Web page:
How Can You Get A .gov Domain Name?

September 21, 2020 6:30 pm


Having a .gov domain can be crucial for some public bodies and a stamp of professional authority. If you are curious how you can get one of these, this is our guide to the process.

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Check You Can Apply

Knowing whether you can even have a .gov domain is the first step. They are assigned on a first-served basis by the Cabinet Office. You can only apply for a .gov domain if you are:
– A government department
– Fire service
– A Council
– A unitary or joint authority
– Police and crime commissioner

Choose a Registrar

A member of your organisation must register and manage the domain. It should be someone easily contactable by the Government Digital Service.

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Choose A Name

To find a domain name, it should meet the GDS guidelines. When choosing one, it should be:
– Available
– Unique
– Descriptive
– Be between three and 63 characters long
– Contain only alphanumeric characters
– Not include abbreviations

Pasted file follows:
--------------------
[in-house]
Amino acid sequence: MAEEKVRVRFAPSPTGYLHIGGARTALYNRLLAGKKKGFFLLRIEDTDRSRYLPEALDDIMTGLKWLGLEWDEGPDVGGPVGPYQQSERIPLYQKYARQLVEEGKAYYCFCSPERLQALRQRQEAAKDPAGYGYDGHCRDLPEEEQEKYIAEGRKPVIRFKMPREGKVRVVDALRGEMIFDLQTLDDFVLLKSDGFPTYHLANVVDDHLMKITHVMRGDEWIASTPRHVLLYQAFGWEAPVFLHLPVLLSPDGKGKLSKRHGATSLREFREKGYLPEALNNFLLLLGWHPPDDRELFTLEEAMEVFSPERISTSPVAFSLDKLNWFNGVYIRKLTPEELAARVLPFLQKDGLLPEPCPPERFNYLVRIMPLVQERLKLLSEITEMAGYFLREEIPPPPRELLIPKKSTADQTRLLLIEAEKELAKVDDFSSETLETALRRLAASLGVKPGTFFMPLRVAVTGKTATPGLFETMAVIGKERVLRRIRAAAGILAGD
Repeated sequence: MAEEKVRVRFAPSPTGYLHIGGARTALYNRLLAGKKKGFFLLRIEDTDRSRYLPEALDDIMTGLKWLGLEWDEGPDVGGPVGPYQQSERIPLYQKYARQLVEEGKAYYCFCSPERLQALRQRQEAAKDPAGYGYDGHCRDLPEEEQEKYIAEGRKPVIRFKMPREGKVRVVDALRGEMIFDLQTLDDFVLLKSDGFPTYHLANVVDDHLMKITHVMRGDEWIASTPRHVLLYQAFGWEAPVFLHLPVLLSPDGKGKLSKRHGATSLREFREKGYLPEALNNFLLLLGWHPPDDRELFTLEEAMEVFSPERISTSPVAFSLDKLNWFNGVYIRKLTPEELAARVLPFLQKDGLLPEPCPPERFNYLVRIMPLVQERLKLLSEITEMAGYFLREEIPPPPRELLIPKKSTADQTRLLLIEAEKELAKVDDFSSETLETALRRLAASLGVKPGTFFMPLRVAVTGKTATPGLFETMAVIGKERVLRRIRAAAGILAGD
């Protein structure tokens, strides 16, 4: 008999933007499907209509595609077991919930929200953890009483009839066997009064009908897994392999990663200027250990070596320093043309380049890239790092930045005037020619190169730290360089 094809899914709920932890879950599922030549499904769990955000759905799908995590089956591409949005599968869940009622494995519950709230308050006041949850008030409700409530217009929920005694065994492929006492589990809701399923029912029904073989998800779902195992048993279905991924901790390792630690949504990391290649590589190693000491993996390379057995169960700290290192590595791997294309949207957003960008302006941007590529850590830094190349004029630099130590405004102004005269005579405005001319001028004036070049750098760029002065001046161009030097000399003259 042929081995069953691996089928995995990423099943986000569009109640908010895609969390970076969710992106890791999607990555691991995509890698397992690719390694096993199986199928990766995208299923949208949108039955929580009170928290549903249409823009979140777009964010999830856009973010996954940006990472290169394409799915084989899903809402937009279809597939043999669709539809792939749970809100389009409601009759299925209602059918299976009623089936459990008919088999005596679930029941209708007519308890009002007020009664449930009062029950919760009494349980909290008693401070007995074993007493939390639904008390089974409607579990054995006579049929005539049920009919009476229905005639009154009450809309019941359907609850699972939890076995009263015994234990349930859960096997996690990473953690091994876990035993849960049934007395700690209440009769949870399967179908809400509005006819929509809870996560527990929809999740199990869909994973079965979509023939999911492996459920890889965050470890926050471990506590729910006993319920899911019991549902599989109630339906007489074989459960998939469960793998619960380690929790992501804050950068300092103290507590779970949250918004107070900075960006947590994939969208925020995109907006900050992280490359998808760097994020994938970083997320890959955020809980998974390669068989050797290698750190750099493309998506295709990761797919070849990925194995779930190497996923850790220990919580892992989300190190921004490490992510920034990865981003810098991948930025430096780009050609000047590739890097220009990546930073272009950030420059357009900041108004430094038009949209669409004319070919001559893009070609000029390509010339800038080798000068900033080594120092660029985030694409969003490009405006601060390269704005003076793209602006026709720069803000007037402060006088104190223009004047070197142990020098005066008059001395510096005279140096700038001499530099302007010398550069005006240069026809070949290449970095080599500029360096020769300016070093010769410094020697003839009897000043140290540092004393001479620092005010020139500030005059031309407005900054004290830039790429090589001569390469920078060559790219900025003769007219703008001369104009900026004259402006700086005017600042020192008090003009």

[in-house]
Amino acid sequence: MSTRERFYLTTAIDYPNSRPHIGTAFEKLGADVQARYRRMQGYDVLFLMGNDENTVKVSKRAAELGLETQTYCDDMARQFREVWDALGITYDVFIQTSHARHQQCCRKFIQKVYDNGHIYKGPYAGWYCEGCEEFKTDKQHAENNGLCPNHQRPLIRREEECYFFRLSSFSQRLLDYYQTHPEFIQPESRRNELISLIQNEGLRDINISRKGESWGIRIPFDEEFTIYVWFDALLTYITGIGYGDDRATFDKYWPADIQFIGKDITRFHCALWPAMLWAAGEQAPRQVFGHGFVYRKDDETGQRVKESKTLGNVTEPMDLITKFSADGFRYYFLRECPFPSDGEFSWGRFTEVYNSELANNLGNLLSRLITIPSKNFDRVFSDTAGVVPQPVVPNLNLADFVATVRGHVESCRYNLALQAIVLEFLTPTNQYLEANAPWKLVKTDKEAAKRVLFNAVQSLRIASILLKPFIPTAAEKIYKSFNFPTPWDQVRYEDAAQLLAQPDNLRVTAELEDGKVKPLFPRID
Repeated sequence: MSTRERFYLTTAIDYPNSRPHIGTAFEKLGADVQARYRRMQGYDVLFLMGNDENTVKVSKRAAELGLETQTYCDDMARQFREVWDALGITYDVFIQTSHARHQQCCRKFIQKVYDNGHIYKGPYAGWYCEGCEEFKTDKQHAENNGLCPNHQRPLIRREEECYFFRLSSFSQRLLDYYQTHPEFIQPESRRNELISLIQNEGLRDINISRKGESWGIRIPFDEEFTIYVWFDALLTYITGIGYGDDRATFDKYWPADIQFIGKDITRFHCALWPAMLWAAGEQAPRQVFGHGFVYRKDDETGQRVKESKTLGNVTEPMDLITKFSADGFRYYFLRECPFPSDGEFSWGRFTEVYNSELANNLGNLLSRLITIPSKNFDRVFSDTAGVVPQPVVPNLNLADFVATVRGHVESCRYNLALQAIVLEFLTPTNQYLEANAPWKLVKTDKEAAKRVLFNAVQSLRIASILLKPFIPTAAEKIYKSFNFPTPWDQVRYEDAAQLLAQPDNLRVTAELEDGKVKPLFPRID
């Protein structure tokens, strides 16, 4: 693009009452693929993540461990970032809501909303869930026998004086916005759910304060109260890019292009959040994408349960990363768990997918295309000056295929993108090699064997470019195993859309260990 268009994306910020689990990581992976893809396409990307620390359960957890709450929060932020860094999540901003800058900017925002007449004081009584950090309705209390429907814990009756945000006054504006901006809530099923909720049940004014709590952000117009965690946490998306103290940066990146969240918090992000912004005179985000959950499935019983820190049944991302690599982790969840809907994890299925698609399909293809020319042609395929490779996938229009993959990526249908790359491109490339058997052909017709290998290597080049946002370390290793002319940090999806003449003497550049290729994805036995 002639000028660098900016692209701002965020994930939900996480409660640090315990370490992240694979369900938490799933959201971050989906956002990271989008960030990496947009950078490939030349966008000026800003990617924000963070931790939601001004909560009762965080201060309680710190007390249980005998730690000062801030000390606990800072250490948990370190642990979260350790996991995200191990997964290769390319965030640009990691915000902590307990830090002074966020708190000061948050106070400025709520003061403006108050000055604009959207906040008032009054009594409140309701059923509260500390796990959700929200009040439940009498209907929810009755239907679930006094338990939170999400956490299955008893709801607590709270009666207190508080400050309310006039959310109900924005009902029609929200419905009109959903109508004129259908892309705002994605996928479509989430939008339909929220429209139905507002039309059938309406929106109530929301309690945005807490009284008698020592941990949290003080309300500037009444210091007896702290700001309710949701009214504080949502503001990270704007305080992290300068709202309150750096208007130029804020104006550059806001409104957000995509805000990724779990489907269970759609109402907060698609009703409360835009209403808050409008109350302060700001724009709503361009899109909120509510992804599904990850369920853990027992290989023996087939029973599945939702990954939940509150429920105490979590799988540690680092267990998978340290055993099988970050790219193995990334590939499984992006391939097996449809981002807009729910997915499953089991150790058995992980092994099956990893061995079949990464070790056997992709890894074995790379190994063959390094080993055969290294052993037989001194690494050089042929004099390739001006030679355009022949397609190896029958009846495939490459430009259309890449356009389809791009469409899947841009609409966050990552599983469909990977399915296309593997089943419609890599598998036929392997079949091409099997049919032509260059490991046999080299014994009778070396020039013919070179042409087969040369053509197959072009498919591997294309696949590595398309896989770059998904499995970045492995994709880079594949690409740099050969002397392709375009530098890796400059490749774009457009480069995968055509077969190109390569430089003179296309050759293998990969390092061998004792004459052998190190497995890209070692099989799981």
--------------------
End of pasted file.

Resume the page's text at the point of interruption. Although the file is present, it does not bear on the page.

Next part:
Apply for Your Domain Name

Once you have met the preceding steps, your registrar can submit your application. The baseline cost for a new domain is £80, plus VAT, for the first two years. After that, the renewal fee is due every two years and costs £40 with additional VAT.

The registrar, when making the application, requires the following:
– Written permission from your organisation stating that you can apply for the domain
– A current, role-based email address, such as ‘
– A phone number

Confirming Identity and Application Review

The GDS will review the application. They will contact you in order to confirm your identity before reviewing your domain application. Once your identity is confirmed, the GDS will reject or approve your application within five working days. If there are aspects of your application that require reviewing by the Naming and Approvals Committee, this will take longer. The GDS will contact you to inform you of the potential timeframe and any outcomes.

Appeal an Application

If your application is rejected, you can lodge an appeal. Do not resubmit your original application, but provide your domain registrar with new information on why your organisation should have the domain you originally requested. This will then be submitted to the Naming and Approvals Committee. They will make a final decision within five working days.